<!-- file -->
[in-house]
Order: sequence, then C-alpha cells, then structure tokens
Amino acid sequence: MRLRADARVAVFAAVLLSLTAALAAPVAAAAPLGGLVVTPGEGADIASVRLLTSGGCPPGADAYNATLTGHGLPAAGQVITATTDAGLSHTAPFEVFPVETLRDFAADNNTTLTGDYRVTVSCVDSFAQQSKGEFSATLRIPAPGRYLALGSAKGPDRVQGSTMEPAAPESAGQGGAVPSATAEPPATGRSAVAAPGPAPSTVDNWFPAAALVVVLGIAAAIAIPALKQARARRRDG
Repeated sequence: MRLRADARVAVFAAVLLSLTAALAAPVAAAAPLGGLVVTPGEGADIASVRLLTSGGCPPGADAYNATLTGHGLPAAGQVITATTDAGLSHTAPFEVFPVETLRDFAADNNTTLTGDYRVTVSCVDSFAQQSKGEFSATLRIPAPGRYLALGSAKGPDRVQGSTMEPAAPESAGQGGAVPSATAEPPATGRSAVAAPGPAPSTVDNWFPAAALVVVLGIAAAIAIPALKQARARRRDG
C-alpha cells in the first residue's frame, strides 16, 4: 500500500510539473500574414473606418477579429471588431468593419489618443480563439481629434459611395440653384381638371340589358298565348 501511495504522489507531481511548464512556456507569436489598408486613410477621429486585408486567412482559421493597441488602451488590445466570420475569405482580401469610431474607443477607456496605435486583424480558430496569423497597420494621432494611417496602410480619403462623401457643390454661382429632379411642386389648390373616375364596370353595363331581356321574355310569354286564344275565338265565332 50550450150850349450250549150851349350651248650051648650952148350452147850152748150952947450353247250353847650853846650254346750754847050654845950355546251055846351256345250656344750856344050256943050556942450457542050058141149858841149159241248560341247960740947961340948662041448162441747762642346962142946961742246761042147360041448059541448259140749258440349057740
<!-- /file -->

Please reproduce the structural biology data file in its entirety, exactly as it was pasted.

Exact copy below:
[in-house]
Order: sequence, then C-alpha cells, then structure tokens
Amino acid sequence: MRLRADARVAVFAAVLLSLTAALAAPVAAAAPLGGLVVTPGEGADIASVRLLTSGGCPPGADAYNATLTGHGLPAAGQVITATTDAGLSHTAPFEVFPVETLRDFAADNNTTLTGDYRVTVSCVDSFAQQSKGEFSATLRIPAPGRYLALGSAKGPDRVQGSTMEPAAPESAGQGGAVPSATAEPPATGRSAVAAPGPAPSTVDNWFPAAALVVVLGIAAAIAIPALKQARARRRDG
Repeated sequence: MRLRADARVAVFAAVLLSLTAALAAPVAAAAPLGGLVVTPGEGADIASVRLLTSGGCPPGADAYNATLTGHGLPAAGQVITATTDAGLSHTAPFEVFPVETLRDFAADNNTTLTGDYRVTVSCVDSFAQQSKGEFSATLRIPAPGRYLALGSAKGPDRVQGSTMEPAAPESAGQGGAVPSATAEPPATGRSAVAAPGPAPSTVDNWFPAAALVVVLGIAAAIAIPALKQARARRRDG
C-alpha cells in the first residue's frame, strides 16, 4: 500500500510539473500574414473606418477579429471588431468593419489618443480563439481629434459611395440653384381638371340589358298565348 501511495504522489507531481511548464512556456507569436489598408486613410477621429486585408486567412482559421493597441488602451488590445466570420475569405482580401469610431474607443477607456496605435486583424480558430496569423497597420494621432494611417496602410480619403462623401457643390454661382429632379411642386389648390373616375364596370353595363331581356321574355310569354286564344275565338265565332 50550450150850349450250549150851349350651248650051648650952148350452147850152748150952947450353247250353847650853846650254346750754847050654845950355546251055846351256345250656344750856344050256943050556942450457542050058141149858841149159241248560341247960740947961340948662041448162441747762642346962142946961742246761042147360041448059541448259140749258440349057740